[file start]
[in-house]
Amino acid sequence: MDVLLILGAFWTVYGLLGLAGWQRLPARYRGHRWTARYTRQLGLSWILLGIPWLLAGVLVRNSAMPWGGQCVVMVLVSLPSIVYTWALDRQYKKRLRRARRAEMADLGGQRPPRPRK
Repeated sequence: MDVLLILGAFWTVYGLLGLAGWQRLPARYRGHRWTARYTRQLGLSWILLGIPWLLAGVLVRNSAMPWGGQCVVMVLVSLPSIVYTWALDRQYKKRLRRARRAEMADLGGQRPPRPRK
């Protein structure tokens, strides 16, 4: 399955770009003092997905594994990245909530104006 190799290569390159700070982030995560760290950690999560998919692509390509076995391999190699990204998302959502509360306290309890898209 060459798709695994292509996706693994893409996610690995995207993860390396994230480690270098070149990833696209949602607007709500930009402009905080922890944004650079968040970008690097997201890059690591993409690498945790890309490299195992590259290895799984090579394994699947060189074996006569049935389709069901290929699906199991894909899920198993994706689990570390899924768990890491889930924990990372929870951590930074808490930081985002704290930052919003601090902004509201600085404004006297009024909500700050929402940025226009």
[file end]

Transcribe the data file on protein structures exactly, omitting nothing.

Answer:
[in-house]
Amino acid sequence: MDVLLILGAFWTVYGLLGLAGWQRLPARYRGHRWTARYTRQLGLSWILLGIPWLLAGVLVRNSAMPWGGQCVVMVLVSLPSIVYTWALDRQYKKRLRRARRAEMADLGGQRPPRPRK
Repeated sequence: MDVLLILGAFWTVYGLLGLAGWQRLPARYRGHRWTARYTRQLGLSWILLGIPWLLAGVLVRNSAMPWGGQCVVMVLVSLPSIVYTWALDRQYKKRLRRARRAEMADLGGQRPPRPRK
């Protein structure tokens, strides 16, 4: 399955770009003092997905594994990245909530104006 190799290569390159700070982030995560760290950690999560998919692509390509076995391999190699990204998302959502509360306290309890898209 060459798709695994292509996706693994893409996610690995995207993860390396994230480690270098070149990833696209949602607007709500930009402009905080922890944004650079968040970008690097997201890059690591993409690498945790890309490299195992590259290895799984090579394994699947060189074996006569049935389709069901290929699906199991894909899920198993994706689990570390899924768990890491889930924990990372929870951590930074808490930081985002704290930052919003601090902004509201600085404004006297009024909500700050929402940025226009």